The objective of the opening is quite clear - develop your pieces quickly, castle and bring your king to safety, etc. Once this phase is over, and you are into the middle game, the question arises - now what?! What are some good plans to pursue in the middle game? Generally, I go for an all out attack on the enemy king. If played well, it could result in some advantage - either the opponent gets checkmated or he is forced to give up material in order to avoid a checkmate. However, in some cases the opponent king is heavily fortified - for eg. there is a doubled f or c pawn on the side where his king has castled, or there is a fianchetto bishop on the same side as the castled king which gets in the way of a mating attack. In such situations, is it advisable to still go for a mating attack? Or are there some other plans which can be pursued? How to gain an advantage? What are some common plans/strategies?
closed as too broad by Andrew♦ Mar 18 '14 at 6:31
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Although your question is quite broad, the general ideas in the middlegame are the following-
1) Improve the position of your pieces- knights on outposts, bishops on open diagonals, rooks on open files, etc.
2) If a piece is badly placed and cannot be improved, see if you can exchange it for one of your opponent's better placed pieces.
3) Create weaknesses in your opponent's pawn structure, by provoking certain pawn moves. Note that every pawn move is irreversible, thus you must watch out for opportunities where you can provoke pawn moves from your opponent that would weaken their position.
4) If you yourself have weaknesses, see if you can eliminate them; if not, guard them well.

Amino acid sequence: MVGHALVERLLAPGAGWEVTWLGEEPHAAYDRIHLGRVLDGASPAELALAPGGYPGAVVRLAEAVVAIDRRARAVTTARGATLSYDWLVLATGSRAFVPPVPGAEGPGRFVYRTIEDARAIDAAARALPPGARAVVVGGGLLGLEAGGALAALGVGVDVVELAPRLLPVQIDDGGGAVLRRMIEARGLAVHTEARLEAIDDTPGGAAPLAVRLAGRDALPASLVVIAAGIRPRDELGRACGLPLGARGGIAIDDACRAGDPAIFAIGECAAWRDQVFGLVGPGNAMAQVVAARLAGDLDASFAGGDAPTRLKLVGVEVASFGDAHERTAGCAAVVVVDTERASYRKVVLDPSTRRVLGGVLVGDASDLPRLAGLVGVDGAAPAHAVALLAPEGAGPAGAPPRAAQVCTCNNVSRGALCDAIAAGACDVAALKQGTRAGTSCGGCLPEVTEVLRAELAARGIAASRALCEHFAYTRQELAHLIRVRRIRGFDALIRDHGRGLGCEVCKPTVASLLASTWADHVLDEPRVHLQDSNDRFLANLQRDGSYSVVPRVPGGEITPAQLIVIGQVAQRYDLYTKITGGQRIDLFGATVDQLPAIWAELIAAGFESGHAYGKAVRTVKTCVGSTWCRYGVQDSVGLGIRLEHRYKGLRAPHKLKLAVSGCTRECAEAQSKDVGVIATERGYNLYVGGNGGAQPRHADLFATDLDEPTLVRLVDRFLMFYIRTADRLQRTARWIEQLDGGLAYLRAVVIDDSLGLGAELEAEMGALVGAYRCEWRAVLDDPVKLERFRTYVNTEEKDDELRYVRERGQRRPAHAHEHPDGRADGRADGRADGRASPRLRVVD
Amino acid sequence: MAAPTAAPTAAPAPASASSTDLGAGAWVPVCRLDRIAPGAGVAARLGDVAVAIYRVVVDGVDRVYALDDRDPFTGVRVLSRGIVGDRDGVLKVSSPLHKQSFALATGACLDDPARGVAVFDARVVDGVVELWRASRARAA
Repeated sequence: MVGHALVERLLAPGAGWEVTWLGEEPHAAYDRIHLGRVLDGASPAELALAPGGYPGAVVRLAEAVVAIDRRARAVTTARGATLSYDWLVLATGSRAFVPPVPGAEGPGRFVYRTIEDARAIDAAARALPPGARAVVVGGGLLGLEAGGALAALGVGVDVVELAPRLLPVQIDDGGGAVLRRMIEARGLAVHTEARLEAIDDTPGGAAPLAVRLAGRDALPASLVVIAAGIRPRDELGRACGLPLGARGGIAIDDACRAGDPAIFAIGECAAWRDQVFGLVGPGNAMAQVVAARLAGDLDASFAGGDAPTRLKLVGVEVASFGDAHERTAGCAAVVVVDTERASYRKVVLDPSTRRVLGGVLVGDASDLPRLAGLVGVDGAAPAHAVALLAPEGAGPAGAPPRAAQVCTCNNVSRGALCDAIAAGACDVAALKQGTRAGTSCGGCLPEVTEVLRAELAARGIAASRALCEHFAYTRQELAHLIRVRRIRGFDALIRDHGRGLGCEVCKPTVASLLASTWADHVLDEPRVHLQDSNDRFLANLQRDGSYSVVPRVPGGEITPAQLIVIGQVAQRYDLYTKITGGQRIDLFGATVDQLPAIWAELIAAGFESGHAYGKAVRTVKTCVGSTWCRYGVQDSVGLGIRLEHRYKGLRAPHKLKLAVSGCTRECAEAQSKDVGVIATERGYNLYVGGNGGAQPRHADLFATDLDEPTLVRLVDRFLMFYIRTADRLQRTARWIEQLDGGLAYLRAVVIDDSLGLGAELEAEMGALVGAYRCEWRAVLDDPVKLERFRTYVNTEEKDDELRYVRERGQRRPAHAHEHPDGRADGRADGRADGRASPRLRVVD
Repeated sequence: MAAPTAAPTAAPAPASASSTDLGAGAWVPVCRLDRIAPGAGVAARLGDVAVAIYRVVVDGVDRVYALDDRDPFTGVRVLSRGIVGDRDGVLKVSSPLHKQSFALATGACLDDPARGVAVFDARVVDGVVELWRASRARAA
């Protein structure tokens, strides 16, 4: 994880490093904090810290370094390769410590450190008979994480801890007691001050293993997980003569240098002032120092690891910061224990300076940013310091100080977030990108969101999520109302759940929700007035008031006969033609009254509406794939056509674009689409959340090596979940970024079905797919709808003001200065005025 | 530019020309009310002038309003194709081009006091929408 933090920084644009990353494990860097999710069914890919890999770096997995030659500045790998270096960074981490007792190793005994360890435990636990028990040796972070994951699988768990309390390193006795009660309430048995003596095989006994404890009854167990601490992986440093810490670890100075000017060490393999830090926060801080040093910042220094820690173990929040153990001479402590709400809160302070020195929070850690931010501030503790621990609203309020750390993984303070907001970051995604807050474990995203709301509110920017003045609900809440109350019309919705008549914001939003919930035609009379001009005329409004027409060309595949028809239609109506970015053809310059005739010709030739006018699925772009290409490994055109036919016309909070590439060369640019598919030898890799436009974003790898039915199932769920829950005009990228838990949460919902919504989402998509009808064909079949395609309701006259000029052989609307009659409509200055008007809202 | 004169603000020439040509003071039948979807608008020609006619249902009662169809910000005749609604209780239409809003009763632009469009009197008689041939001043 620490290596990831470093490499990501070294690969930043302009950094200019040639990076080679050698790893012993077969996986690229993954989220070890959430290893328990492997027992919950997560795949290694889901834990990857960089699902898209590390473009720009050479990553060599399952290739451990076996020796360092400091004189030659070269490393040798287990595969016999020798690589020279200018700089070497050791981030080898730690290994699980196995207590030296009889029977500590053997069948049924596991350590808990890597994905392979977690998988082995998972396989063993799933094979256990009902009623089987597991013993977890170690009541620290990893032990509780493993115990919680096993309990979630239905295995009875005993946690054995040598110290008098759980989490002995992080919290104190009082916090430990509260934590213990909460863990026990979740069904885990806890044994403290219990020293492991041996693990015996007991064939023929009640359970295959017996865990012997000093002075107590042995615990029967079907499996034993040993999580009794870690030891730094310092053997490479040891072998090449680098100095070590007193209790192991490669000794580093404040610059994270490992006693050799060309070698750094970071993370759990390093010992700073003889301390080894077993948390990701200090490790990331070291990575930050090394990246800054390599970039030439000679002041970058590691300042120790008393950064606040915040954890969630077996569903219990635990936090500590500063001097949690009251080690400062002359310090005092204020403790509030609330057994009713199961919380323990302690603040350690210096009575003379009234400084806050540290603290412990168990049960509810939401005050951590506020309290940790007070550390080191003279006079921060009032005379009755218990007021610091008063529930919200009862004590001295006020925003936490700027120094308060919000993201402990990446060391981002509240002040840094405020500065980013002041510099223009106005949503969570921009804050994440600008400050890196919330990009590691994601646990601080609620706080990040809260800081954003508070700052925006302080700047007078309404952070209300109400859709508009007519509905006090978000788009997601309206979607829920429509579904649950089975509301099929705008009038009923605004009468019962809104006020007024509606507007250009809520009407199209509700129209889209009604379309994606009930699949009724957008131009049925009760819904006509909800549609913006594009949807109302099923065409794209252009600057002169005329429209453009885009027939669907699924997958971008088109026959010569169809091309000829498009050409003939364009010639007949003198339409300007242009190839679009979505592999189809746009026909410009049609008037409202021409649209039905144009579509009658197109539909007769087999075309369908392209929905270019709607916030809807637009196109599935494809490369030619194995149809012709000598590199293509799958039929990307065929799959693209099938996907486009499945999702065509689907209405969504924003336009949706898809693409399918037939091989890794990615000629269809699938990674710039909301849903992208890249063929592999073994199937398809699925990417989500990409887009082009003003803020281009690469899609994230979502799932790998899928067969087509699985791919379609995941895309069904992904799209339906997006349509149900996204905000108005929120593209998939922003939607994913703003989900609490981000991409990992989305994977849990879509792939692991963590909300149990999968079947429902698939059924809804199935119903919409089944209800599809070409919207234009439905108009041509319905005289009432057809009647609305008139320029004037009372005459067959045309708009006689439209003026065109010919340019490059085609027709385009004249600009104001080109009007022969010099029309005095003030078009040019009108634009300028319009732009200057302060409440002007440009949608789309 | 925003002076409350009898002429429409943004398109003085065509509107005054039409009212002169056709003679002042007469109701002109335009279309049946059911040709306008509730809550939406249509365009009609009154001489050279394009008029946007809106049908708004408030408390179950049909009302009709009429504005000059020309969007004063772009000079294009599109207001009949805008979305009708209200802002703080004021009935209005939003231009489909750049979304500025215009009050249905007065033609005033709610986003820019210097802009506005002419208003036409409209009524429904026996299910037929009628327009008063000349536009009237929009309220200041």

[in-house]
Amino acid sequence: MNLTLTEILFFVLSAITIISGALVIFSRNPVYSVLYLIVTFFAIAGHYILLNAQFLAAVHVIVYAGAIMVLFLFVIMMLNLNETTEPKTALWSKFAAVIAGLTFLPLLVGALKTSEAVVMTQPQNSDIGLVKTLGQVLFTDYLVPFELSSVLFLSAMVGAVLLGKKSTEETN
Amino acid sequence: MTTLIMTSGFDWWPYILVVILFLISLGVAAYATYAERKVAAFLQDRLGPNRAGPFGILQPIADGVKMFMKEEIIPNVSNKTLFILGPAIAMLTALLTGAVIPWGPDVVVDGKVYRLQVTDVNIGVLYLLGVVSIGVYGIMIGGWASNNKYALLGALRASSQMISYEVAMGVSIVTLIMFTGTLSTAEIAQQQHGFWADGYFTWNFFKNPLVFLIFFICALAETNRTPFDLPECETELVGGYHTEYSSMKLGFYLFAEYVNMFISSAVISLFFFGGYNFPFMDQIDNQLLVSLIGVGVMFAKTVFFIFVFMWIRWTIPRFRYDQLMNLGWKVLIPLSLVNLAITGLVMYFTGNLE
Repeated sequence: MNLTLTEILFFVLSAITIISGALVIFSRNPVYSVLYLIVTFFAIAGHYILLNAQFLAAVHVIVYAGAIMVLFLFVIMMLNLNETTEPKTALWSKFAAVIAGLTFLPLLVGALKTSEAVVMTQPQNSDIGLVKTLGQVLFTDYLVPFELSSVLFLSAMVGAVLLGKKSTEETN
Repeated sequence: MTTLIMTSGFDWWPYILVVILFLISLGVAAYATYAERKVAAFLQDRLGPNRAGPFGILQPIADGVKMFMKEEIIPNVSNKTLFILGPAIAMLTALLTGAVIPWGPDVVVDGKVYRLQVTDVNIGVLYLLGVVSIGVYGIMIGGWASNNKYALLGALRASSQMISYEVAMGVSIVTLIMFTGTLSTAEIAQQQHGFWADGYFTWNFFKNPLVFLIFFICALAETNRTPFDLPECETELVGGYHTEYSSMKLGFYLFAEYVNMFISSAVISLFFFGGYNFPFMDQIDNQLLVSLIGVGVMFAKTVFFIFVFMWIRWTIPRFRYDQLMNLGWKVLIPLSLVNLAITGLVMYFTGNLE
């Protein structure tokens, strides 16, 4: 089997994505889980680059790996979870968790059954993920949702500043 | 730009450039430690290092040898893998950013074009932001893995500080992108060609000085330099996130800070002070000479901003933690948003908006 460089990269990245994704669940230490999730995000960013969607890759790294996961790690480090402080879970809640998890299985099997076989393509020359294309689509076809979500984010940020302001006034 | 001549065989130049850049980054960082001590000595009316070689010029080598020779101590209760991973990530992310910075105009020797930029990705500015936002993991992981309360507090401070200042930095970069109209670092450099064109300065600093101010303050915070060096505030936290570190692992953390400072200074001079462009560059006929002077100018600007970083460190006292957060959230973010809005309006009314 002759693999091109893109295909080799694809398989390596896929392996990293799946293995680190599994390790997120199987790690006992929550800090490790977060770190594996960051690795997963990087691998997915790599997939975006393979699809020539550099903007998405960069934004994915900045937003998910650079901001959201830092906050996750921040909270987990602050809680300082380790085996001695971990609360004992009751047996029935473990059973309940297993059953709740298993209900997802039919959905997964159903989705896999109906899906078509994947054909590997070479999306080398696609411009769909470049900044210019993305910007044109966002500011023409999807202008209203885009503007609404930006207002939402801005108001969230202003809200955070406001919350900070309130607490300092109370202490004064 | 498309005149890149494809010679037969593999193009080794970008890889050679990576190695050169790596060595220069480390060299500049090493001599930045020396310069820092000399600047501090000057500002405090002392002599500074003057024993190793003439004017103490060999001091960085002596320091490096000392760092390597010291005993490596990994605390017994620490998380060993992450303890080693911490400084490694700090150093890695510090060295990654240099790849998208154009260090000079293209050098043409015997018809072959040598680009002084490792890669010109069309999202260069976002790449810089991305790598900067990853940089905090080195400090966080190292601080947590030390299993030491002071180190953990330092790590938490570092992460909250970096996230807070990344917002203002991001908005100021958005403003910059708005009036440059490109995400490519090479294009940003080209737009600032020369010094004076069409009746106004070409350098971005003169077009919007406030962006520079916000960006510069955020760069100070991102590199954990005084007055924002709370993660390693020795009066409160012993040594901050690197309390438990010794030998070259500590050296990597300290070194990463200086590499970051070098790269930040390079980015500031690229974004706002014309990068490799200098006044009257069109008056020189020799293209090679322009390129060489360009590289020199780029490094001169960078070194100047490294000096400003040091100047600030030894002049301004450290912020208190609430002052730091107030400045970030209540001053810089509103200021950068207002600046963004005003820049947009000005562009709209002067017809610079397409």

5) Keep your pieces co-ordinated and see if you can disturb the co-ordination of your opponent's pieces.
6) Keep your king safe and see if the opponent's king position can be compromised.
7) Look for transpositions into favorable endgame positions (e.g. two bishops vs two knights or two bishops vs bishop and knight in open positions).
With respect to your particular approach, attack's on the opponent's king are not always justified. It may work at the beginner level, but a stronger opponent will be able to refute an unfounded attack. In order to attack, first of all, there must be something to attack- weaknesses. If your opponent has no weaknesses, then your attack will come to nothing and you risk ruining the co-ordination of your pieces.
The better approach therefore is to work for the accumulation of advantages. A single advantage (like a knight on a good outpost) is often not enough to win. You must try to accumulate as many advantages as you can before you can deal the lethal attacking blow. Of course, if the opponent makes a mistake or blunders, then the lethal blow can come quickly. If not, slow yet constant improvement of your position is the best way to go.
In addition to Wes answer, try also to play and examine the games of chess grand masters. By watching their games you can get a bunch of ideas on how they perform an attack. Check out these sites:
Another good place to learn "chess planning" is by watching annotated chess games in Youtube where every move is explained, including the plans behind the moves. Check out these Youtube Chess channels:
My two cents ;)